Over the last week there have been more column inches in the sports sections about Sir Alex Ferguson than almost everything else combined. With that in mind, it would be interesting to hear what the architect of Manchester Unitedâ€™s dominance of the Barclays Premier League would make of Leicester Tigers.
In beating Harlequins 33-16 on Saturday the Tigers are now into their ninth Aviva Premiership Final in a row, a feat that even the retiring Knight of the Realm would admit is impressive.
Their sheer will to win shines through year after year and their â€˜old schoolâ€™ training ethos of full blooded and full contact brutality ensures that they remain true to the clubs core values.
Nine finals in a row speaks of more than just heart and soul though, it shows a depth of skill and talent that over the last decade has been consistently better than their rivals. That skill and talent shone through in the latter stages against Quins, who had been very impressive for the fist 55 minutes or so.
Tom Croft in particular was magnificent for Leicester, he made two huge impacts on the game; the first a thunderous try saving tackle on Danny Care that will have tested his recovery from a broken neck to the extreme, the second a magnificent try. He scorched over to score from about 50m out, showing the sort of pace that would be the envy of most wingers, let alone giant back row players. It was a perfect example of why he is in Warren Gatlandâ€™s Lions squad, he is truly unique in the back row.
Matthew Tait at full back must also be singled out for praise, at this time last year many followers of Rugby Union could have been forgiven for thinking that Tait no longer played rugby, such had been his terrible run of injuries since his move to Leicester in 2011.
Since his comeback in the early part of this season though he has been slowly coming back into the sort of form that saw him star for England in the 2007 World Cup. Playing at full back now rather than his original position of outside centre, he was magnificent at the weekend.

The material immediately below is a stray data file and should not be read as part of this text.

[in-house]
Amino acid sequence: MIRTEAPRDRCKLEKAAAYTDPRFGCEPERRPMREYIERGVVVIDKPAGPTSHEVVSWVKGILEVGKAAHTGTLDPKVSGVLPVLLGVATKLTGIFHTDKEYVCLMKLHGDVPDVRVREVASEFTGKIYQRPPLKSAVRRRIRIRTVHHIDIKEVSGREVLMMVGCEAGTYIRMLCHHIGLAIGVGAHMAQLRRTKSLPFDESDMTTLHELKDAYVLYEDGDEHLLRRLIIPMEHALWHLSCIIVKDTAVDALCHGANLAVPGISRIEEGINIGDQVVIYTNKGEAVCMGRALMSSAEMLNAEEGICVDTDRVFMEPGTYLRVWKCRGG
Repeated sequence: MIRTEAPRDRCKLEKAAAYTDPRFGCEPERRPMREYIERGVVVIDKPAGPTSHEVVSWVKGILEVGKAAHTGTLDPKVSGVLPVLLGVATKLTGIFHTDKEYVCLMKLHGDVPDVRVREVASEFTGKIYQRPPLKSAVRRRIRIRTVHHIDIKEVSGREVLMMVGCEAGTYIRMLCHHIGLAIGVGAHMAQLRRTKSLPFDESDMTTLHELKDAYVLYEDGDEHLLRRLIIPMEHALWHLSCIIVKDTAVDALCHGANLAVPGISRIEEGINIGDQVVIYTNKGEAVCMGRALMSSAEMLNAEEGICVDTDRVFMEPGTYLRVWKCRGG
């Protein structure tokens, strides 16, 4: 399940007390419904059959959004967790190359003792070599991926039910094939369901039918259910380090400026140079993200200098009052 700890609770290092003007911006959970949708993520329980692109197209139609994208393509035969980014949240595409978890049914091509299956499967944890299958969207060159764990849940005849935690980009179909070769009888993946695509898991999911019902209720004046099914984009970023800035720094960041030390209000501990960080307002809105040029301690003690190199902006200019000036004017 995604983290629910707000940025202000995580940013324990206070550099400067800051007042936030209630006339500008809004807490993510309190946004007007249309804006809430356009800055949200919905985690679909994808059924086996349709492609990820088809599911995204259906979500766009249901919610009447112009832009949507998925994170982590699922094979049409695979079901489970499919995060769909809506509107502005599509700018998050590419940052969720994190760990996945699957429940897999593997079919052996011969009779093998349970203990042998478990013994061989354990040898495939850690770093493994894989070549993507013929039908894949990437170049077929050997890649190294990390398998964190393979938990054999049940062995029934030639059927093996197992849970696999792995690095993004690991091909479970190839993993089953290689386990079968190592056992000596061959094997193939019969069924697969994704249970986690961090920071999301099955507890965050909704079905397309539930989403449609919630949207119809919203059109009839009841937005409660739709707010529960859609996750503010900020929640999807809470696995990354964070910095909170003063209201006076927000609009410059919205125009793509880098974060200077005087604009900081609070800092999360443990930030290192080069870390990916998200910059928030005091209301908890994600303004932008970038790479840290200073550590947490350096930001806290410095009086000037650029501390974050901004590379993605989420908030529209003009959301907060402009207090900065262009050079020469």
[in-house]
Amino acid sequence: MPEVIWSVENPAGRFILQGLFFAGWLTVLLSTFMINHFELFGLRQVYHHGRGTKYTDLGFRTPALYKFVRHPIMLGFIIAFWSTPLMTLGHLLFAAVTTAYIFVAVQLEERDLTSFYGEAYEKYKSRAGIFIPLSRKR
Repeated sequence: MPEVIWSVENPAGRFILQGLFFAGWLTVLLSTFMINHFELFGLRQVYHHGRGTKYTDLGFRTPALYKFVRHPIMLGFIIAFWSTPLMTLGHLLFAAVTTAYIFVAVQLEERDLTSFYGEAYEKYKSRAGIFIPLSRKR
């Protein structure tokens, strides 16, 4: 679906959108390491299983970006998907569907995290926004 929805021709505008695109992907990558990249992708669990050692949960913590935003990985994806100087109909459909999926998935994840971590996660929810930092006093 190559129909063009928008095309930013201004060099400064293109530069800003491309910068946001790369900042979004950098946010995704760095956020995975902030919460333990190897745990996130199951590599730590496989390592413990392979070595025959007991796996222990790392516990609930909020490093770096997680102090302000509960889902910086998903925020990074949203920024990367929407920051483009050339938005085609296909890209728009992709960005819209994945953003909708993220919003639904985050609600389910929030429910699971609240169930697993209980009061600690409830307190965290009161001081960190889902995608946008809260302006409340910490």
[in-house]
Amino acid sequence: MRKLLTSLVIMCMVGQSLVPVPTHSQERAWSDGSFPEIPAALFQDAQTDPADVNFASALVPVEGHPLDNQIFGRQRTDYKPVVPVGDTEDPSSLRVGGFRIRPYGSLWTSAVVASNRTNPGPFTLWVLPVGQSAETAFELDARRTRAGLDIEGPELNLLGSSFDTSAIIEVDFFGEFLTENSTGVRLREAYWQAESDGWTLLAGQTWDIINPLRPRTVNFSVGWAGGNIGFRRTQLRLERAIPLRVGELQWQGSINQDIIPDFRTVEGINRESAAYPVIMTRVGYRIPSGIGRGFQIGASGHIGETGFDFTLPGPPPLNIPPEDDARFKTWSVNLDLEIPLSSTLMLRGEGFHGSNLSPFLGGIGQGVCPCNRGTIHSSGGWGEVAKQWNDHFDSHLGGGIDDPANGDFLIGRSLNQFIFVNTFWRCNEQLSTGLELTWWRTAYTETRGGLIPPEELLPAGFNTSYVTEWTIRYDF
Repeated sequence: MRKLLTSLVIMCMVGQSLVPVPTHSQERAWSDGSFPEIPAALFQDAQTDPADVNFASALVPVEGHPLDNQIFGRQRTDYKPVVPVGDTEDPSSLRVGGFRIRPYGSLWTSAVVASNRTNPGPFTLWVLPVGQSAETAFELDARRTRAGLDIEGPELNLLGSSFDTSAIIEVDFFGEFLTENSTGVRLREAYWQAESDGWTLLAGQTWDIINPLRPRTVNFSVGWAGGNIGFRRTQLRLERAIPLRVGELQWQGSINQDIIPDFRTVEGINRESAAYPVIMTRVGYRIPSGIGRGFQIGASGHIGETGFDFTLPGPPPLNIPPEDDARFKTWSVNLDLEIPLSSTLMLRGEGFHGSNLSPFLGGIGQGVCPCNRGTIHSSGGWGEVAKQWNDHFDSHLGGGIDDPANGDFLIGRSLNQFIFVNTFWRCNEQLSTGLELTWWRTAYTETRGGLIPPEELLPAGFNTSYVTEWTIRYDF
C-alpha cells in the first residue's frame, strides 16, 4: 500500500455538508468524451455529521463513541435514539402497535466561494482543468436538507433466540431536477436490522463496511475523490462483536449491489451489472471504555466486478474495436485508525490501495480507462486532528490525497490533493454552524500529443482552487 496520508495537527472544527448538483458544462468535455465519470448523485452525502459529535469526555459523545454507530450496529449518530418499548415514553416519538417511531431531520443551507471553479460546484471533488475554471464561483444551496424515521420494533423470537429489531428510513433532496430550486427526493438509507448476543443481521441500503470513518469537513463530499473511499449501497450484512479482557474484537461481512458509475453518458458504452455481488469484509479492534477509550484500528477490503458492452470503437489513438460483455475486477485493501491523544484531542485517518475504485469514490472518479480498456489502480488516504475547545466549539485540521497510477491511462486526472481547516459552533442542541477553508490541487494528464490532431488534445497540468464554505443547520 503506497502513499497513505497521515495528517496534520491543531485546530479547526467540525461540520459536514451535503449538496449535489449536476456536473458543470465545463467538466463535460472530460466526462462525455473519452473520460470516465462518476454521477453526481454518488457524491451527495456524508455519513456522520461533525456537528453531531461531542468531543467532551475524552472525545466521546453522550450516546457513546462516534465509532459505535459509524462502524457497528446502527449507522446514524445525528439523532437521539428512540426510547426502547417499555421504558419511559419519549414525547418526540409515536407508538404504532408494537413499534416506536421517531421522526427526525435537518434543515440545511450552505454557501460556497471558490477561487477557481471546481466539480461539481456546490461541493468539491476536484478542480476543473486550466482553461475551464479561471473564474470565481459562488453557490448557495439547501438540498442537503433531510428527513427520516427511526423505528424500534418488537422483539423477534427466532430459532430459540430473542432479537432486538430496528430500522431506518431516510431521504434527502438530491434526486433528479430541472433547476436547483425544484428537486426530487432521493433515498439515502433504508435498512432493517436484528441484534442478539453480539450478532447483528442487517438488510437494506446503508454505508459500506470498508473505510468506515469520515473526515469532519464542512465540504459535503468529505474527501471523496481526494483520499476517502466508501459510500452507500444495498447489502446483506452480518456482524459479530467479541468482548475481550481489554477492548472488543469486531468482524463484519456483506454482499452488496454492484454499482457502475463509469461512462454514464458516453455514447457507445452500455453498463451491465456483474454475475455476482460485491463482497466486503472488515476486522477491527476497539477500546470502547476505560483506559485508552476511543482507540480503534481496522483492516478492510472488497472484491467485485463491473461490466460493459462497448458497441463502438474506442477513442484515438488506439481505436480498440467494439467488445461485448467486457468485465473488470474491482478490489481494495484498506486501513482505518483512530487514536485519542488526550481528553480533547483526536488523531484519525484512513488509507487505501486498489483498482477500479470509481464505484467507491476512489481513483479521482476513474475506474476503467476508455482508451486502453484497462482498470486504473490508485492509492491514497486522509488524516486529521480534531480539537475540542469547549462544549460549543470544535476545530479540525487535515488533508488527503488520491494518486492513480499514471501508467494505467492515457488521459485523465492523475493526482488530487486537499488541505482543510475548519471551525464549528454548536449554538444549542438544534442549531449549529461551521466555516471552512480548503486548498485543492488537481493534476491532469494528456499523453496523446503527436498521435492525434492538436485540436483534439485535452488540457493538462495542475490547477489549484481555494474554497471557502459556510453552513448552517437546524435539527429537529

Such has been his form that he must be feeling rather unlucky to have missed out on Englandâ€™s tour to Argentina, though the Tigers management are probably relieved, but he will have sights set now on ousting one of Englandâ€™s full back trio, Ben Foden, Alex Goode and Mike Brown, from future squads.
It was not only Leicester that turned on the style this weekend though, Northampton Saints stunned Saracens at Allianz Park on Sunday to reach their first ever Premiership final.
Saracens went into the game as overwhelming favourites but the Northampton forwards, and their front row of Tongaâ€™uhia, Mujati, anad Hartley, comprehensively outplayed the 2011 champions, going in at half time 17-0 up.
It was bad new for the Lions props Mako Vunipola and Matt Stevens, while Owen Farrell was also slightly off colour, however Saints were simply too powerful for the North London outfit, who seemed bereft of a â€˜plan Bâ€™.
Saracens came back into the game in the second half, but Northampton had spoken at half time about avoiding the sort of collapse that saw them lose the 2011 Heineken Cup final to Leinster after leading 22-6 at the break.
The East Midlands side overcame those demons though to win by a comfortable 27 points to 13, setting up an East Midlands derby of epic proportions at Twickenham on the 25th May in the final.
Saints will be buoyed by the experience of this weekend but Leicester, with their six British and Irish Lions, ought to have too much for them. However despite being in the previous eight Premiership finals, Leicester have lost both the 2011 and 2012 finals so will be seeking to avoid the pain of three defeats in a row.
If they are to impress that old footballing grandmaster, nothing short of a win will do. In Croft and Tait they have men in form, what they must hope for though is that their own Lions front rows, Dan Cole and Tom Youngs, can withstand the pressure from the soon to be ex Northampton Saints front row.
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